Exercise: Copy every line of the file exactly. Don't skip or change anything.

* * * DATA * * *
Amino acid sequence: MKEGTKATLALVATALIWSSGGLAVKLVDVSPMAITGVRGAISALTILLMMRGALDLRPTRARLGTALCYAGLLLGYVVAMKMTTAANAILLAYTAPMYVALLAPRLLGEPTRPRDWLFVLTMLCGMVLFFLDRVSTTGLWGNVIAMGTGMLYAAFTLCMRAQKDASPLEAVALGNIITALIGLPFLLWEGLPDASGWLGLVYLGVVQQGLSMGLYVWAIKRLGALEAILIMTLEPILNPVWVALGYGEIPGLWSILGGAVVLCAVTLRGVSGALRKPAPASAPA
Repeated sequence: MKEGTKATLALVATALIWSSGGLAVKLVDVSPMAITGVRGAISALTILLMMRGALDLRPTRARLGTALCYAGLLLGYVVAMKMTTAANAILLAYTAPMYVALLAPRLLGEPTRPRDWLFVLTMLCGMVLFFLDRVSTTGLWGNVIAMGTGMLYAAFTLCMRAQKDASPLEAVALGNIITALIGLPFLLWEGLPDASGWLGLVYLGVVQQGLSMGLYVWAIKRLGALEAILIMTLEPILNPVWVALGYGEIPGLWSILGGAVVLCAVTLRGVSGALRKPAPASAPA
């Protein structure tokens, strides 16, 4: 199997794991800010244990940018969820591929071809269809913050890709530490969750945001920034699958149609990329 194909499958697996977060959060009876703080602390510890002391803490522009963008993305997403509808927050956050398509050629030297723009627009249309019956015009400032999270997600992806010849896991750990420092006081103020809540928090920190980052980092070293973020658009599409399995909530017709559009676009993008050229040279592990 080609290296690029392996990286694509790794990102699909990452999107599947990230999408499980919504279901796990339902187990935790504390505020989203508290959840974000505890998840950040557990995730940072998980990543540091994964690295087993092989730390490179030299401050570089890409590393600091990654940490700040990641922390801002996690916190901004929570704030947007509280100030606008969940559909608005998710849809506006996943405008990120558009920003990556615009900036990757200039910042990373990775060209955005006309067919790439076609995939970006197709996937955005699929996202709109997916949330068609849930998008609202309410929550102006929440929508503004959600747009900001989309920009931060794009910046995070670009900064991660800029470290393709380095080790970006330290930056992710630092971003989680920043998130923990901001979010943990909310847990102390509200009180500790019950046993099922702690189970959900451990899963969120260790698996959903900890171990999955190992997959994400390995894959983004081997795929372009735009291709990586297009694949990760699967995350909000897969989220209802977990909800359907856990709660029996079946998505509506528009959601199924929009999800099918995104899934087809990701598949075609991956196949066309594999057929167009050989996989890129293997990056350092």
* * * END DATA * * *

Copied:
Amino acid sequence: MKEGTKATLALVATALIWSSGGLAVKLVDVSPMAITGVRGAISALTILLMMRGALDLRPTRARLGTALCYAGLLLGYVVAMKMTTAANAILLAYTAPMYVALLAPRLLGEPTRPRDWLFVLTMLCGMVLFFLDRVSTTGLWGNVIAMGTGMLYAAFTLCMRAQKDASPLEAVALGNIITALIGLPFLLWEGLPDASGWLGLVYLGVVQQGLSMGLYVWAIKRLGALEAILIMTLEPILNPVWVALGYGEIPGLWSILGGAVVLCAVTLRGVSGALRKPAPASAPA
Repeated sequence: MKEGTKATLALVATALIWSSGGLAVKLVDVSPMAITGVRGAISALTILLMMRGALDLRPTRARLGTALCYAGLLLGYVVAMKMTTAANAILLAYTAPMYVALLAPRLLGEPTRPRDWLFVLTMLCGMVLFFLDRVSTTGLWGNVIAMGTGMLYAAFTLCMRAQKDASPLEAVALGNIITALIGLPFLLWEGLPDASGWLGLVYLGVVQQGLSMGLYVWAIKRLGALEAILIMTLEPILNPVWVALGYGEIPGLWSILGGAVVLCAVTLRGVSGALRKPAPASAPA
């Protein structure tokens, strides 16, 4: 199997794991800010244990940018969820591929071809269809913050890709530490969750945001920034699958149609990329 194909499958697996977060959060009876703080602390510890002391803490522009963008993305997403509808927050956050398509050629030297723009627009249309019956015009400032999270997600992806010849896991750990420092006081103020809540928090920190980052980092070293973020658009599409399995909530017709559009676009993008050229040279592990 080609290296690029392996990286694509790794990102699909990452999107599947990230999408499980919504279901796990339902187990935790504390505020989203508290959840974000505890998840950040557990995730940072998980990543540091994964690295087993092989730390490179030299401050570089890409590393600091990654940490700040990641922390801002996690916190901004929570704030947007509280100030606008969940559909608005998710849809506006996943405008990120558009920003990556615009900036990757200039910042990373990775060209955005006309067919790439076609995939970006197709996937955005699929996202709109997916949330068609849930998008609202309410929550102006929440929508503004959600747009900001989309920009931060794009910046995070670009900064991660800029470290393709380095080790970006330290930056992710630092971003989680920043998130923990901001979010943990909310847990102390509200009180500790019950046993099922702690189970959900451990899963969120260790698996959903900890171990999955190992997959994400390995894959983004081997795929372009735009291709990586297009694949990760699967995350909000897969989220209802977990909800359907856990709660029996079946998505509506528009959601199924929009999800099918995104899934087809990701598949075609991956196949066309594999057929167009050989996989890129293997990056350092």